The French electro artist chats to us about his new single, making soundtracks and being influenced by the weather
French electro artist Joakim has returned to the fold with his latest track, 'Forever Young', described by Joakim as "that weird place between youth and middle age"; he notes that his thinking behind the production of the track was "to make the soundtrack of a late Indian summer sunset, on a beach". Having created not one but two soundtracks for artist Camille Henrot as well as putting together his fourth album and running his label, Tigersushi, which he set up in 2001, his busy schedule doesn't look like it's going to let up any time soon.
The new single release also features a number of impressive remixes from collaborators and artists handpicked from Joakim's label roster, such as new artist DyE who serves up a pop influenced version of the track which transforms into an epic house joint. Dazed chatted to Joakim to find out more about his soundtrack work and mixing the world of art and music...
Dazed Digital: How did the soundtrack for Camille Henrot come about?
Joakim: Wait, there's actually two soundtracks I just made for Camille Henrot's films. One is currently in the Paris-Dehli-Bombay exhibition at Centre Pompidou and was premiered at Cannes Festival. It's called 'The Strife Of Love In A Dream' (Le Songe De Poliphile in French). This short film is about India, Western vs Eastern conceptions of fear, death and medicine basically. For that movie I created a piece of music based on drones and various field recordings Camille made while she was in India, plus some repetitive, almost tribal percussions. It's quite hypnotic and intense, it builds in tension with the movie until reaching a climax half way through it. We're both quite happy about it because the film and the music really work together, they wouldn't work the same way separately.
Then there's another project that we have, it's a live performance with a 50 minute-long film by Camille called Psychopompe which is based on Mary Shelley's Frankenstein. The movie is a mixture of many different types of images, people climbing, scientific found footage, filmed books etc. I play live with two musicians for that performance (a drummer and a bass/synth player), and a large part of it is improvised. It's a different type of work obviously as this is a live performance, but there's also a lot of common elements with 'The Strife of Love In A Dream' as I use the same old synths to make layers of drones, it's also quite hypnotic.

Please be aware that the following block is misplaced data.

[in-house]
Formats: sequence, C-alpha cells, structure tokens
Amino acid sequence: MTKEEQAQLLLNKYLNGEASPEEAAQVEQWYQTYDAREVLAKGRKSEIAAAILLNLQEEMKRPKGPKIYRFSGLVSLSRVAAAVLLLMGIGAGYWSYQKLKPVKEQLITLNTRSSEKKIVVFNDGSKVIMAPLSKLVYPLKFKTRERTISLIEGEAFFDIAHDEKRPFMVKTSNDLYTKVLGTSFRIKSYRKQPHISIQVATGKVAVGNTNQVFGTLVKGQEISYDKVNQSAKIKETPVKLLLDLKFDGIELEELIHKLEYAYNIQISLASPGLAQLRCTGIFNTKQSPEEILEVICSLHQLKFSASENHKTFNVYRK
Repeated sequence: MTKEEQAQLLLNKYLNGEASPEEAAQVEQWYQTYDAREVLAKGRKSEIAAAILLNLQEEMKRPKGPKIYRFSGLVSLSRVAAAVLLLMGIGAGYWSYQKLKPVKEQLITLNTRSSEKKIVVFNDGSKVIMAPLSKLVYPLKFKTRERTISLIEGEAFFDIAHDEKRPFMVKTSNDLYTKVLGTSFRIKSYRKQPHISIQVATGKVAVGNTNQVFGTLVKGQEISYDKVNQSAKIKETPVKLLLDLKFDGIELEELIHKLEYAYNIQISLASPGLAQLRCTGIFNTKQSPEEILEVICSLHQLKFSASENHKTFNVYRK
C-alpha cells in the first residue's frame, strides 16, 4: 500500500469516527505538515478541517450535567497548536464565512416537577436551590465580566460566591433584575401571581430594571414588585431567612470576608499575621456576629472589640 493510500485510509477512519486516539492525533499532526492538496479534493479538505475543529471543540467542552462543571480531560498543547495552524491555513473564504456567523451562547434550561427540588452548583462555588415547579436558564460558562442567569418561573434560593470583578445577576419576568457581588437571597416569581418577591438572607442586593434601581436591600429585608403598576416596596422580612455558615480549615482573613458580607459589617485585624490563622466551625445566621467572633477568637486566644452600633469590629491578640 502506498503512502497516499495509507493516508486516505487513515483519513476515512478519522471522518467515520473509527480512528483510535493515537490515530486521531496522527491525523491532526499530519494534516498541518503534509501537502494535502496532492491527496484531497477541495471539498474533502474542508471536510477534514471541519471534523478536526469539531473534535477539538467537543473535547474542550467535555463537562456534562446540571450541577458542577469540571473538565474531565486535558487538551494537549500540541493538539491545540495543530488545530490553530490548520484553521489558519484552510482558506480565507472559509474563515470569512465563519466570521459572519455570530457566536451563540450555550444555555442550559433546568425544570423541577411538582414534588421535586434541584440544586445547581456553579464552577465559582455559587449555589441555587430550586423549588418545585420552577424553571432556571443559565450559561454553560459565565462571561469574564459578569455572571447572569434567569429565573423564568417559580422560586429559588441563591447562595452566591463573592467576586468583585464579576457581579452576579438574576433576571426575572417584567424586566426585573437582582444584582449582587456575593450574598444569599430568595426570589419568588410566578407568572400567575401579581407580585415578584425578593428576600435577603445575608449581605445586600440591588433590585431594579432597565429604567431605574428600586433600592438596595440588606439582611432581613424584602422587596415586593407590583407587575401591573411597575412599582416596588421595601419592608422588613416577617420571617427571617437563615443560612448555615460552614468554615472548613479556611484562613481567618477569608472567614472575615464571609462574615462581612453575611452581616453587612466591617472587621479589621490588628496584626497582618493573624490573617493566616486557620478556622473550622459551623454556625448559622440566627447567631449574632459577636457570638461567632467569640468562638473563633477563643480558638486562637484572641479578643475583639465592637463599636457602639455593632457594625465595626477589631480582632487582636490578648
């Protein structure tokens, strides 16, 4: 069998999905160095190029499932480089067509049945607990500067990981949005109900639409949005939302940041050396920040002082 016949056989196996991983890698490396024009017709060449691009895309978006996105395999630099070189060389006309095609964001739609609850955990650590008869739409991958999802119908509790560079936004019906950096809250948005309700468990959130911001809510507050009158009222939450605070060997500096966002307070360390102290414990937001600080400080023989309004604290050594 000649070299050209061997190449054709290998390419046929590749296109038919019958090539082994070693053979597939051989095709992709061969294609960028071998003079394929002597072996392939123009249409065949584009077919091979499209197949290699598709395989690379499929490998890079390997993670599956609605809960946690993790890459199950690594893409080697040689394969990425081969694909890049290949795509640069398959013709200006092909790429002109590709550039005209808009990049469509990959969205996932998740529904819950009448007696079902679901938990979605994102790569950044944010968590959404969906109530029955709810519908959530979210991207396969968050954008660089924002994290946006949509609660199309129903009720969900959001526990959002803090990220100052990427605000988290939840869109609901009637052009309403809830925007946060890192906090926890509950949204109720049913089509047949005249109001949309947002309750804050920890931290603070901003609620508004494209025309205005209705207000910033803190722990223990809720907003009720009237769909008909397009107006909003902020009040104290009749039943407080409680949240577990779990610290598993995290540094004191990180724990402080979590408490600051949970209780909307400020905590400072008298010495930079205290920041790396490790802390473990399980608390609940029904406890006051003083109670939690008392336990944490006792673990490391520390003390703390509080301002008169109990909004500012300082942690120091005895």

DD: Was it difficult to do a film soundtrack or did you feel confident/experienced it before?
Joakim: I think it's both easy and difficult to make a soundtrack. It's easy to make music on images, because images are inspiring and with very few elements you get a strong atmosphere, you can be very minimalistic. But you must avoid many traps too, music is very powerful when put on images, you can easily change the perception of a film from the spectator point of view with the music, so you have to be careful, and sometimes be quiet. The other difficult thing is to understand what's the director's vision, what he or she wants musically, not to end up in ego war. But with Camille that's kind of easy because we're used to working together now, we know each one's ideas well.
DD: What film/soundtrack do you admire most right now?
Joakim: Right now? Soundtrack-wise I don't know, there's not many movie producers taking risks with the soundtracks, it's all pretty standardized, that's why I like working with experimental directors and contemporary artists. And film-wise, I haven't been much to the cinema lately. I guess the latest thing that blew my mind was The Wire. Otherwise some of my favorite score composers are John Carpenter, Fabio Frizzi, Morricone, Alain Goraguer...
DD: What influences your very variable sounds?
Joakim: The weather.
DD: Have you always had a big interest in art?
Joakim: Kind of, i've always liked drawing, doing artworks etc, until five or six years ago when I started meeting people working in art and artists, like Camille Henrot, who introduced me to contemporary art. I started to work with some of those artists. Now I'm really into it, it's good to speak with people having the same urge to create but working with totally different means. There's a lot of common concerns and motivations in music and art. Recently a curator friend asked me to do small pieces for an exhibition in Paris and New York, that was really refreshing to work on that while also finishing my new album.
DD: What are you most excited about next?
Joakim: I don't know, sex? Releasing my new album in September? My next meal? So many exciting things to come!